Non NHS Private Fees


Learn more about private services fees

Some services provided fall outside the scope of the NHS and therefore attract charges.

Examples include the following:

  • Medicals for any purpose, e.g. pre-employment, sports and driving requirements (HGV, PSV etc.) including electrocardiograph and blood tests.
  • Insurance claim forms
  • Prescriptions for taking medication abroad
  • Private sick notes
  • Vaccination certificates
  • 'To whom it may concern' letters

Our reception staff will be happy to advise you about appointment availability and applicable charges which are in line with BMA recommendations.

Please note: Doctors no longer deal with passport matters or Lasting Power of Attorney Capacity Forms. Any other non-NHS based work will be considered, however we cannot guarantee this will be accepted.


The Wells Medical Centre Non-NHS Fee List

Medical Records

  • Copy of Medical Records (SARS): FREE
  • Medication List/Proof: FREE

Forms, Reports & Certificates

  • DS1500: £20
  • Fire Arms Report: £60
  • Fit to Forms inc. School, Gym and Sport: £30
  • Private Sick Notes: £30
  • Straight forward certificates of fact/To whom it may concern letters: £20
  • Simple Form: £20
  • Insurance Claim Form (Simple 1 page): £20
  • Police Form (firearms) w/ no examination: £20


  • HGV, Taxi Medicals and DVLA report with examination: £140 
  • Seatbelt Exemption: £80 
  • Employment Medicals: £130
  • Child Medicals (under 16y): £20


  • Fitness to travel certificate/GP Letter: £30
  • Holiday Cancellation: £50


  • Full Adult Health Medical: £90
  • Ofsted Form: £40
  • Ofsted Form with Medical: £90

Payment is required in advance ideally by BACS or card, however cash is still accepted.

Why do GPs sometimes charge fees?

Isn’t the NHS supposed to be free?

The National Health Service provides most health care to most people free of charge, but there are exceptions: prescription charges have existed since 1951, and there are a number of other services for which fees are charged. Sometimes the charge is made to cover some of the cost of treatment, for example, dental fees; in other cases, it is because the service is not covered by the NHS, for example, medical reports for insurance companies.

Surely the doctor is being paid anyway?

It is important to understand that GPs are not employed by the NHS, they are self-employed, and they have to cover their costs – staff, buildings, heating, lighting, etc – in the same way as any small business. The NHS covers these costs for NHS work, but for non-NHS work the fee has to cover the doctor’s costs.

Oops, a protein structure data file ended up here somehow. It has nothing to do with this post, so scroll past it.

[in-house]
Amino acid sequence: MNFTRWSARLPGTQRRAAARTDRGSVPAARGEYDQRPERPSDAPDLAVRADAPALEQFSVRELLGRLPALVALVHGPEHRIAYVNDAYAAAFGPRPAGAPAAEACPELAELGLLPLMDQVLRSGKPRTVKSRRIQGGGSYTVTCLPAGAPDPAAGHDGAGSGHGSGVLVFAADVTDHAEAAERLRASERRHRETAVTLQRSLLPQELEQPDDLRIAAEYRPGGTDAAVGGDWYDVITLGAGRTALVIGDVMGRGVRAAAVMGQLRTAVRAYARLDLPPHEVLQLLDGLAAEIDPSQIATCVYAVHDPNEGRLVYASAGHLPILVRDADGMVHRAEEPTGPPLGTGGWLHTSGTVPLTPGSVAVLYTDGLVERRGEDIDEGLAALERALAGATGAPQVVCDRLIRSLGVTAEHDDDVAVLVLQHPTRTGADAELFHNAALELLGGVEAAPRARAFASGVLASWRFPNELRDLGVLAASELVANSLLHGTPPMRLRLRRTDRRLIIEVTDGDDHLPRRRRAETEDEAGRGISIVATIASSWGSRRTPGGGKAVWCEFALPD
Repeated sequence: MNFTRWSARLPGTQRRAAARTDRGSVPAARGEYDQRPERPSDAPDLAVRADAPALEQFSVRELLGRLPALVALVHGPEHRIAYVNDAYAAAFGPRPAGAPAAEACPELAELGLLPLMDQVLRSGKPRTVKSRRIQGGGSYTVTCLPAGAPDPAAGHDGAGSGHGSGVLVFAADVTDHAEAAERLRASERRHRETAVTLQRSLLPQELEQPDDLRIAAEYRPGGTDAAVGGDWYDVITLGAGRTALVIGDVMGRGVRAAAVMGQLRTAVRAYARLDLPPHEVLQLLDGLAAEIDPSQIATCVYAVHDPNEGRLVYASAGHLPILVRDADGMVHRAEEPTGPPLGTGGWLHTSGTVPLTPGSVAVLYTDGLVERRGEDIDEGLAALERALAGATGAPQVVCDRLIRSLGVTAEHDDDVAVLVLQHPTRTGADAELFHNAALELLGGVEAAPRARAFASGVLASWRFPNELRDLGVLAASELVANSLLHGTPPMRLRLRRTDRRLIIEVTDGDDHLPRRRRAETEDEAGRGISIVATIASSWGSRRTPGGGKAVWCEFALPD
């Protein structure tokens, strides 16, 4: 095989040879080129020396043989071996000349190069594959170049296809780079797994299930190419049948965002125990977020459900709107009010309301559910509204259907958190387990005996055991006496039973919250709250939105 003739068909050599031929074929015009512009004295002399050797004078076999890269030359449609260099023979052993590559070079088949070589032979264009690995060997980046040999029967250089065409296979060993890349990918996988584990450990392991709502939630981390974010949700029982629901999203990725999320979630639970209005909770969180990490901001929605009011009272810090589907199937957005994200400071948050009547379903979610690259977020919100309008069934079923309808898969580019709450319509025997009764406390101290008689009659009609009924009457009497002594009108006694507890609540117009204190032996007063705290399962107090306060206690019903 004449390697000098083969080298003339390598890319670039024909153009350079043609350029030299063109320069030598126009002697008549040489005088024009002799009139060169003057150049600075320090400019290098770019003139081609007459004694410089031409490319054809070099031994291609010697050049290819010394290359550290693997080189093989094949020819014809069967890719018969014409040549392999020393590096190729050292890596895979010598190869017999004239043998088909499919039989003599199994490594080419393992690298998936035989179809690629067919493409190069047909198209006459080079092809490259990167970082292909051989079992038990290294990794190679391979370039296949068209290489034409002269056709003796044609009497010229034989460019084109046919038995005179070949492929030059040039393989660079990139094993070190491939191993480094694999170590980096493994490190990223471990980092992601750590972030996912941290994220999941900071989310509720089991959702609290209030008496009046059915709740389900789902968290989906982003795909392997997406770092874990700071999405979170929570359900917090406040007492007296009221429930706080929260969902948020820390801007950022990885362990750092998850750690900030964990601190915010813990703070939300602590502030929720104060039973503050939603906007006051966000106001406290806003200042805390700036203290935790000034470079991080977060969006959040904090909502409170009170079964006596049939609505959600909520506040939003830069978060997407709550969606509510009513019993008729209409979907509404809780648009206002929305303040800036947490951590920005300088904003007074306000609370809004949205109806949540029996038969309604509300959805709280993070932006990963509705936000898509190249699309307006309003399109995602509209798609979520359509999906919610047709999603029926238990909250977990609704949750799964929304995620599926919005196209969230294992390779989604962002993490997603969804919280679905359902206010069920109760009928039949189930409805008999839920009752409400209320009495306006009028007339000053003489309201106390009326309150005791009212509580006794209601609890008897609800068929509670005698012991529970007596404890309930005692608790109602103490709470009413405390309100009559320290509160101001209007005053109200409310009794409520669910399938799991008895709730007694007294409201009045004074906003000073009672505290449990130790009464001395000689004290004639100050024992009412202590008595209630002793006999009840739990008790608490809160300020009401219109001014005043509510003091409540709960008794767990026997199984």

What is covered by the NHS and what is not?

The Government’s contract with GPs covers medical services to NHS patients. In recent years, more and more organisations have been involving doctors in a whole range of non-medical work. Sometimes the only reason that GPs are asked is because they are in a position of trust in the community, or because an insurance company or employer wants to be sure that information provided is true and accurate.

Can you give examples of non-NHS services for which GPs can charge their NHS patients:

  • accident/sickness insurance certificates
  • certain travel vaccinations
  • private medical insurance reports

Can you give examples of non-NHS services for which GPs can charge other institutions:

  • medical reports for an insurance company
  • some reports for the DSS/Benefits Agency
  • examinations of local authority employees
  • DS 1500 Form (Disability Living/Attendance Allowance)

Is it true that the BMA sets fees for non-NHS work?

The BMA suggests fees for non-NHS work which is not covered under a GP’s NHS contract, to help GPs set their own professional fees. However, these fees are guidelines only, not recommendations, and a doctor is not obliged to charge the rates suggested.

Why does it sometimes take my GP a long time to complete my form?

Time spent completing forms and preparing reports takes the GP away from the medical care of his or her patients. Most GPs have a very heavy workload – the majority work up to 70 hours a week – and paperwork takes up an increasing amount of their time, so many GPs find they have to take some paperwork home at night and weekends.

I only need the doctor’s signature – what is the problem?

When a doctor signs a certificate or completes a report, it is a condition of remaining on the Medical Register that they only sign what they know to be true. In order to complete even the simplest of forms, therefore, the doctor might have to check the patient’s entire medical record. Carelessness or an inaccurate report can have serious consequences for the doctor with the General Medical Council or even the Police.

What will I be charged?

The BMA recommends that GPs tell patients in advance if they will be charged, and how much. It is up to the individual doctor to decide how much to charge, but the BMA produces lists of suggested fees which many doctors use. Surgeries often have lists of fees on the waiting room wall based on these suggested fees.

What can I do to help?

  • Not all documents need signature by a doctor, for example passport applications. You can ask another person in a position of trust to sign such documents free of charge.
  • If you have several forms requiring completion, present them all at once and ask your GP if he or she is prepared to complete them all at once as a (job lot) at a reduced price.
  • Do not expect your GP to process forms overnight. You should expect the form(s) to take up to 4 weeks for the GP to complete and return

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